The Late, Unlamented .307 Winchester

.307 Winchester Cartridge

Q: My uncle just gave me a Marlin Model 336-ER chambered for the .307 Winchester cartridge. He told me that the .307 is in a class ahead of the .30-30 and in the .308’s performance class. If this is true, why have Winchester and Marlin stopped making guns for it?

Can you give me some velocity and energy figures for the factory 150gn .307 loading over 300 yards. Also what will the trajectory be like if I sight-in 2-1/2 inches high at 100 yards? Are loading dies available for the .307 Win? Can you suggest a good load with the 130 and 150gn Speer bullets for pigs and deer?Vince Patrick

A: By a strange coincidence, a friend of mine just bought an early Marlin 336 in .30-30 that he is having restocked and rechambered for the .307 Win. The .307 is simply a rimmed .308 and for reloading you’ll need a .308 die set and a .30-30 shellholder. With Speer 130gn and 150gn bullets W-748 gives the highest velocity and good accuracy.

Try working up to 48gn with the 130gn bullet and 44gn with the 150gn for muzzle speeds of about 2760fps and 2560fps. Sighted-in 2-1/2″ high at 100yds, the 150gn bullet is still 2″ high at 150, zeroed at 200 and drops 12″ at 300. Remaining velocity is: 2325 fps at 100, 1928 at 200 and 1578 at 300. Energy is: 2545 ft/lb at the muzzle, 1801 at 100, 1238 at 200 and 830 at 300 yd. I guess Winchester and Marlin stopped chambering for the .307 because it wasn’t selling against the “good ole thutty-thutty.” Don’t ask me why, since the .307 is a much better performer.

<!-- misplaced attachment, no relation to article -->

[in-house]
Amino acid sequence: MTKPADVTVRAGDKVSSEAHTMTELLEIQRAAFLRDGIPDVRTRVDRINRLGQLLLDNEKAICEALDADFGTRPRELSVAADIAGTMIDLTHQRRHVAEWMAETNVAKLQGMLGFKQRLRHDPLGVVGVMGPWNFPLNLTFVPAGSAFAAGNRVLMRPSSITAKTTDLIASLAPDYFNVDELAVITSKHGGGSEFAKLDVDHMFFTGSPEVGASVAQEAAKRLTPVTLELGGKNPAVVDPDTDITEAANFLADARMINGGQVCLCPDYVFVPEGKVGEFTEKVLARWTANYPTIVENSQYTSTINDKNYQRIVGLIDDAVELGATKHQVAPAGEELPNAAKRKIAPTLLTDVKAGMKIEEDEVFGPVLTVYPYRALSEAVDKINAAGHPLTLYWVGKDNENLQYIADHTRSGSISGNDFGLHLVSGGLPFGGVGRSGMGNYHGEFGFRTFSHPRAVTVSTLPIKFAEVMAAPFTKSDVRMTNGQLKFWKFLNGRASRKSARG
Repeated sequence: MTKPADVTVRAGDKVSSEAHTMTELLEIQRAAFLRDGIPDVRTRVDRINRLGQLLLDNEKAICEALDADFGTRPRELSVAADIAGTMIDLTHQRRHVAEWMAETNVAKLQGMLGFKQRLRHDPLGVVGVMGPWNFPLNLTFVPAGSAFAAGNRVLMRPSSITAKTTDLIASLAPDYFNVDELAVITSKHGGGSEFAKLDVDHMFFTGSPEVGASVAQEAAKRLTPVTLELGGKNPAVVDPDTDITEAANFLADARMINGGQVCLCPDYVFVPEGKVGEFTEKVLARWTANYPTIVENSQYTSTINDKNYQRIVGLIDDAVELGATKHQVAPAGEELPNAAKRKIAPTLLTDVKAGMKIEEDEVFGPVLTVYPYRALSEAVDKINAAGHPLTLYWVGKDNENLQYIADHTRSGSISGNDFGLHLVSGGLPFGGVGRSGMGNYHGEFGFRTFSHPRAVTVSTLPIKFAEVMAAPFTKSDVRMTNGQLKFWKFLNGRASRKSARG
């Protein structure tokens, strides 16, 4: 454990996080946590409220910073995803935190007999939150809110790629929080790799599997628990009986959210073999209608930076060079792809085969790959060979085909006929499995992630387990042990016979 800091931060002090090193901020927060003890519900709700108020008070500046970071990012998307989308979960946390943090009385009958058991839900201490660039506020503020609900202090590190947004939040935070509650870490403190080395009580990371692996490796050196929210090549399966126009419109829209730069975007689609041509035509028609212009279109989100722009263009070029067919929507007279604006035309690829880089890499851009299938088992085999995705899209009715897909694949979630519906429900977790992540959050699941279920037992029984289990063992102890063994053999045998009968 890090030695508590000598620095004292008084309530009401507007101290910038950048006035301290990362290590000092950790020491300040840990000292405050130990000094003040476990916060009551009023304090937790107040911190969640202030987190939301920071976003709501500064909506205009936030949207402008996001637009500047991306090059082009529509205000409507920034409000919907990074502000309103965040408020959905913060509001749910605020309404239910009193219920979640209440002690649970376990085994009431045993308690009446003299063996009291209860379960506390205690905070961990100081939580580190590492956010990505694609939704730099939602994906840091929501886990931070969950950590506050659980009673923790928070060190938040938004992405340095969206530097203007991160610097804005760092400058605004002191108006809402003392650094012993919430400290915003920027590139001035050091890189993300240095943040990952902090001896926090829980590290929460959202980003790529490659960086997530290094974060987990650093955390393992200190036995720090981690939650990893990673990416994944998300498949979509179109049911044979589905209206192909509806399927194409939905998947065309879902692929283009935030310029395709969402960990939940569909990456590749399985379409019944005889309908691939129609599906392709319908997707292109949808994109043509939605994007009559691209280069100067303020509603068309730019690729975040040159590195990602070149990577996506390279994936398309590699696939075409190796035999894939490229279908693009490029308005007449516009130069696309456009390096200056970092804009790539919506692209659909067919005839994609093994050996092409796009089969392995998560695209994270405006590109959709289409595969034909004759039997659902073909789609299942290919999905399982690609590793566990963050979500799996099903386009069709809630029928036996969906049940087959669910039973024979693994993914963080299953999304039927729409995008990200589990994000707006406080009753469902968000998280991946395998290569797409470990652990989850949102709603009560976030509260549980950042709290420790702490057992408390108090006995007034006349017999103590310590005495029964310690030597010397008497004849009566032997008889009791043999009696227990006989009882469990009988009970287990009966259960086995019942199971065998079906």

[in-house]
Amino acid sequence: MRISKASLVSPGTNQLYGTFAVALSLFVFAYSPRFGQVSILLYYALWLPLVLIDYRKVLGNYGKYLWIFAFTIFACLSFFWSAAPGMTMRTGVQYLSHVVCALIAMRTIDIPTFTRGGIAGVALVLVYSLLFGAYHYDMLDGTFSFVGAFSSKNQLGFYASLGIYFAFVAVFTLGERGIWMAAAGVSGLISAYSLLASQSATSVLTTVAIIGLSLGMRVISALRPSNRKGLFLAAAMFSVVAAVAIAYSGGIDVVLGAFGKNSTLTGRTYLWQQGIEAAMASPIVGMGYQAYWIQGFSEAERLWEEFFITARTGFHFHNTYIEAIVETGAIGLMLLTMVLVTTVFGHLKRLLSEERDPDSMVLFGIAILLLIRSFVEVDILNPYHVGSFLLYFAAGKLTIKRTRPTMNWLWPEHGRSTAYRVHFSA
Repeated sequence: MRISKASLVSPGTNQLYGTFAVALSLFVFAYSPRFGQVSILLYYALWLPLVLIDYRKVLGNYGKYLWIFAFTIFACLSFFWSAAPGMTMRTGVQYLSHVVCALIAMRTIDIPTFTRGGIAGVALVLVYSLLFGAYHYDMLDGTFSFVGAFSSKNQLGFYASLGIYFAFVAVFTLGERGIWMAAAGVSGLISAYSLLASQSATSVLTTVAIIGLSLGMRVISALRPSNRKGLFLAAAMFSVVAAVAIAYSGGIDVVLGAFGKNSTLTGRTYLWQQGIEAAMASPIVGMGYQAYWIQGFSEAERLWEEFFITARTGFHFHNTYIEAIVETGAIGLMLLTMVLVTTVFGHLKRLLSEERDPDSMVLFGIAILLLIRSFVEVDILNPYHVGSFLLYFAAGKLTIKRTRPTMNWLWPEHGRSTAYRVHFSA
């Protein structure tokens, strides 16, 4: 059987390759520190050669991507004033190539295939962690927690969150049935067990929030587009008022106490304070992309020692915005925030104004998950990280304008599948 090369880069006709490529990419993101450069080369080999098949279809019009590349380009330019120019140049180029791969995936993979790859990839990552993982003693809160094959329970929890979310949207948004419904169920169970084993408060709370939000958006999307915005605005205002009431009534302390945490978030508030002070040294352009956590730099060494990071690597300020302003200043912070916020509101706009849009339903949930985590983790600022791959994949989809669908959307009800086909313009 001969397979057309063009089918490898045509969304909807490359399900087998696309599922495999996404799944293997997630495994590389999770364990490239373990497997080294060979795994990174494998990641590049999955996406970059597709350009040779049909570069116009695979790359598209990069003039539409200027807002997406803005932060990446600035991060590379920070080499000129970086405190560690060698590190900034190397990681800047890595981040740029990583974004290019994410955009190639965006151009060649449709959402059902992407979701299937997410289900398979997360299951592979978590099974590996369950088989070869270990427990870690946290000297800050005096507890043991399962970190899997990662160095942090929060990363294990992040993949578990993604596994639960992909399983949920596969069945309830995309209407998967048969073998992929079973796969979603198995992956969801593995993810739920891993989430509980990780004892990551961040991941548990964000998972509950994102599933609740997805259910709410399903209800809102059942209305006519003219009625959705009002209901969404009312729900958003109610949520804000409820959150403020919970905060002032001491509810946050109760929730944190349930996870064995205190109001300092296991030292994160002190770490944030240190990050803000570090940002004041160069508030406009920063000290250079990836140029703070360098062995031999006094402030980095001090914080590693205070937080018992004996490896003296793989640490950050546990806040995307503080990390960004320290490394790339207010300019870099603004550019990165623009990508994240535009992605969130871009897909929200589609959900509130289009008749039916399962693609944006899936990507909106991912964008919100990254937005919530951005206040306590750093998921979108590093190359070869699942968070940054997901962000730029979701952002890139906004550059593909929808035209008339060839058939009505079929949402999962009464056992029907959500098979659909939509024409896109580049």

Like it? Share with your friends!

What's Your Reaction?

super super
fail fail
fun fun
bad bad
hate hate
lol lol
love love
omg omg
Nick Harvey

The late Nick Harvey (1931-2024) was one of the world's most experienced and knowledgeable gun writers, a true legend of the business. He wrote about firearms and hunting for about 70 years, published many books and uncounted articles, and travelled the world to hunt and shoot. His reloading manuals are highly sought after, and his knowledge of the subject was unmatched. He was Sporting Shooter's Technical Editor for almost 50 years. His work lives on here as part of his legacy to us all.